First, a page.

The "Improved" Ferrous Gatherer :)


Introduction: The "Improved" Ferrous Gatherer :)

Now you can gather those filings double time (unless you would rather get some from a copy repair person, an auto repair shop, cassette tapes, or are just plain lucky to have an iron enriched piece of land) and without breaking your back...

It's me again.... I'm deleting the other design until I can get around to working on it, but until then, here's a faster way to collect those filings (especially if you have stronger magnets then I).

1. Metal chute (I used a lighting fixture part)
2. Strong magnet(s) (I technically had three, but they weren't strong enough alone)
3. Container

Step 1: A Picture Is Worth....

1. Take your metal chute and place the magnet(s) on the underside.
2. Put your ramp on an angle and pour a handful of dirt (gravel) down it.
3. Using the magnet, shake off the excess dirt.
4. Place the end of the chute over your container and remove the magnet(s). Brush any of the remaining filings off into the container with you other hand.

5. Follow the other steps (grinding and seperating) found in the original mining instructable:
(except instead of using a plastic bag, use a small cupcake paper lining to seperate the filings)

Design improvement idea: Use a magnetic sweeper as the main magnet on the underside of the chute.



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    I do a bit of metal forming and grinding out in my shop and the smaller HF magnetic "sweeper" works great at picking up all the filings off the floor. I don't bother with plastic bags or any other covering. I'm able to get 99% of the filings wiped off into the trash with just a paper towel (doubled over to help stop "stab-throughs"). I wear gloves too when there's little bits of welding wire in the mix.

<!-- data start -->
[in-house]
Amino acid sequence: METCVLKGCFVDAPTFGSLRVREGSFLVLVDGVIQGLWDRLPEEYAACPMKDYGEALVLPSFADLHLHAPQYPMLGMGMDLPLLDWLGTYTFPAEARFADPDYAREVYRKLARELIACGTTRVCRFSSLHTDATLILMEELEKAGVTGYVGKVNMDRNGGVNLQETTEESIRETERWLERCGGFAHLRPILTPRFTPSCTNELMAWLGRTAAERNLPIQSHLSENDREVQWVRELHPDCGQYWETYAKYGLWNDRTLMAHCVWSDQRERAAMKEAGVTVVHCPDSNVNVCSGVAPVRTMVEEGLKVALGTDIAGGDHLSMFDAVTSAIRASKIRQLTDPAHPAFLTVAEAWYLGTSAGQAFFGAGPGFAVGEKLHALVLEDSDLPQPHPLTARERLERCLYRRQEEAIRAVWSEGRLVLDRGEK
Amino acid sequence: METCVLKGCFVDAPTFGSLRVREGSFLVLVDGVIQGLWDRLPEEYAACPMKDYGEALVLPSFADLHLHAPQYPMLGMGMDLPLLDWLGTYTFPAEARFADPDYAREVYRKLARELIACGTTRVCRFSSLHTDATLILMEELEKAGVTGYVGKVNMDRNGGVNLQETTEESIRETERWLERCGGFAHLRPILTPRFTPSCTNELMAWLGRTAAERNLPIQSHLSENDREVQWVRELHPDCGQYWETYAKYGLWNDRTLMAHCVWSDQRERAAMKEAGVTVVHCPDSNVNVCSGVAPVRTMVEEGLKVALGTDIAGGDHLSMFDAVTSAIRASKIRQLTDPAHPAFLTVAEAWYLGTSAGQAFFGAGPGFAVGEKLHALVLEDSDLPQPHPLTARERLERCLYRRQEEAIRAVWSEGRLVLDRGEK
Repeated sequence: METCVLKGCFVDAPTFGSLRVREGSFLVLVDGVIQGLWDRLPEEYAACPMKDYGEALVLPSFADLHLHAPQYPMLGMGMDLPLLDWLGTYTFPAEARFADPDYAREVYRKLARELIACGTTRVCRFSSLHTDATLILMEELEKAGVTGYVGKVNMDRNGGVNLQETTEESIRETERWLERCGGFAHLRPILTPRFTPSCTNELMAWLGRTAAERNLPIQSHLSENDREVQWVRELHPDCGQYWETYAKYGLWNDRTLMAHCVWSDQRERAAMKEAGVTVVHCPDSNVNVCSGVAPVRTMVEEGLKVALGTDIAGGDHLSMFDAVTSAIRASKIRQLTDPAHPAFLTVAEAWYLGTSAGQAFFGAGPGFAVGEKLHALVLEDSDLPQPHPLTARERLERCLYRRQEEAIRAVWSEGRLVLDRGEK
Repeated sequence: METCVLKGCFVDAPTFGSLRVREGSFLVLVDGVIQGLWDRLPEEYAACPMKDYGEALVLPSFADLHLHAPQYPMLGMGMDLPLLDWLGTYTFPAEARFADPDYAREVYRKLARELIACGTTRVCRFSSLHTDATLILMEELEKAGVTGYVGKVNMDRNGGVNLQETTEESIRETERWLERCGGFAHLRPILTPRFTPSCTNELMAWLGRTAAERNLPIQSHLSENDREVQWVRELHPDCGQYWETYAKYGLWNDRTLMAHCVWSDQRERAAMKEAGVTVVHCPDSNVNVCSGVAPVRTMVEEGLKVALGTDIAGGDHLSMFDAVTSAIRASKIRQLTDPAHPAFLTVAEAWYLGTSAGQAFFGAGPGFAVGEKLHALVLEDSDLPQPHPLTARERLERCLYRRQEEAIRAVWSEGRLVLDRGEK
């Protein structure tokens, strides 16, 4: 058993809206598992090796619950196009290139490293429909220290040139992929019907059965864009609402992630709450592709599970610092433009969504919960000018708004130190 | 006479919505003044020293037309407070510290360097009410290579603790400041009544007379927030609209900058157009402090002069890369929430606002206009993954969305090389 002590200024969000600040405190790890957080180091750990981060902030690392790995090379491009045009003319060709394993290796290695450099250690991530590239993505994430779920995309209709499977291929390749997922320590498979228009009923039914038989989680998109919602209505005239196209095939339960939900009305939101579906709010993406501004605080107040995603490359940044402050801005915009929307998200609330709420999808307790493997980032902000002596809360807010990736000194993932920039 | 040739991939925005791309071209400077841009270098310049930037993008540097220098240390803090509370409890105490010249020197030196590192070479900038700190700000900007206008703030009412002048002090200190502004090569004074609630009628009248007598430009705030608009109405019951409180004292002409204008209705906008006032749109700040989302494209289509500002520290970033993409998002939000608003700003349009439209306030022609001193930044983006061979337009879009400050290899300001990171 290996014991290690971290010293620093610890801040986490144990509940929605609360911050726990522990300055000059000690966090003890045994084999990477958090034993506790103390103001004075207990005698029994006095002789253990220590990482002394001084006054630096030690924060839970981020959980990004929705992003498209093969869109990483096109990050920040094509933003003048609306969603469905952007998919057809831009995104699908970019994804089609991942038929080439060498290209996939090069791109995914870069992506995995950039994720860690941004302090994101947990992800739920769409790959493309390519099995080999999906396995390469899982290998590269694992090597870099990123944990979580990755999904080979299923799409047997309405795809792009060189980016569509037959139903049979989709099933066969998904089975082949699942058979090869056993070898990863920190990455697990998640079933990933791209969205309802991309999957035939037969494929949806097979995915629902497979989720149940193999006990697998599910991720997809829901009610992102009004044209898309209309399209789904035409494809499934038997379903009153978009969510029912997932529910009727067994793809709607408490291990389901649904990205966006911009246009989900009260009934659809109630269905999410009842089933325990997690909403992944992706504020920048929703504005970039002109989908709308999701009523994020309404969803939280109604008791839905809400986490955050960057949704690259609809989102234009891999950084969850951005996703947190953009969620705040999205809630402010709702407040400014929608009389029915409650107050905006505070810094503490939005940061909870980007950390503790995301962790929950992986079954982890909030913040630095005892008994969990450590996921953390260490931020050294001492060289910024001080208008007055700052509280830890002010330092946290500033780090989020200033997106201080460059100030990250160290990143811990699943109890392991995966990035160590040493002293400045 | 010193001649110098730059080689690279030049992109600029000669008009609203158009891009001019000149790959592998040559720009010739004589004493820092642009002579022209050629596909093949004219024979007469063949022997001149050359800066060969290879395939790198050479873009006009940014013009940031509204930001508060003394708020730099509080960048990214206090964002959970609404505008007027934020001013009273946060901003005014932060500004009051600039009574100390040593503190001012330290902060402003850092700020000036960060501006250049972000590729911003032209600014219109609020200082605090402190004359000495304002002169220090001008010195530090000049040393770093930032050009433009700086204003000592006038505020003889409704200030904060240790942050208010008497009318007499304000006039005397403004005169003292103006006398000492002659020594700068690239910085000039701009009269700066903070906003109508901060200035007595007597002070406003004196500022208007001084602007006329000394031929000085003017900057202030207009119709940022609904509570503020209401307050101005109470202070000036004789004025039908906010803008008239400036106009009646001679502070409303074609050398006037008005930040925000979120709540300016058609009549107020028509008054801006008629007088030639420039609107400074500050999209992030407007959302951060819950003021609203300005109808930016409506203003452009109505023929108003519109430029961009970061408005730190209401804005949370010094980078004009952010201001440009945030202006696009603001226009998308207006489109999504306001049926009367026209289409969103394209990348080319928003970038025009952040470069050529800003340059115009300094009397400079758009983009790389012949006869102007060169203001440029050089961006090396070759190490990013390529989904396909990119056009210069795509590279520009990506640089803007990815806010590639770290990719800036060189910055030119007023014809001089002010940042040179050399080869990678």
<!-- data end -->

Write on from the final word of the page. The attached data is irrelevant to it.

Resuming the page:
i live in az... i am sourrounded by sand... i hate dropping my magnets... this happens... lol can i do anything useful with the filings... and is it iron oxide...

    3 replies

    iron oxide (rust) is non-magnetic i believe

    duct tape is your friend, just lift up the bits.

    no i meant can i melt and use them for anything useful or would it be to hard to melt it?

    I do this with sand a plastic bag and a magnet.

    I got a magnet from the buck store (the ones that you throw together and they buzz...) and i taped a string on it and got sand from someone who had extra down the street, its amazing how much i got. I filled a small plastic container (maybe 100 cubic centimeters...) in a few minutes. Could this be used as the metal powder in flash powder?

    2 replies

    it may or may not. it really depends what youve got in there. many ferrous materials are metal, but not all are. its very possible that what you got from the sand is not metal, but its also very possible it is. theres only one way to find out...

    a lot of the ferrous material you find in the ground is natural, but what many people don't know is theres also a lot of it from meteroids. every day hundreds of meteors enter earths apmosphere. 99% of them burn up because of friction. but they can cause tiny particles to fall to the ground, some ferrous.

    So these filings are naturally occurring pieces of iron (In iron rich soil) ? seeing i was under the impression that almost all natural Fe is in an oxide state. or was a rusty car parked here for a while?

    2 replies

    it is, largely, but some of the iron oxides are magnetic, namely the somewhat sarcastically-named magnetite

    AH Fe3O4 Thanks building an electromagnet from an old motor may give you a strong enough magnet. in fact i might try and make an instructable about it this week if no one already has.

    i'm gonna do that on a smaller scale so i can do it in my room... otherwise that's awesome!!!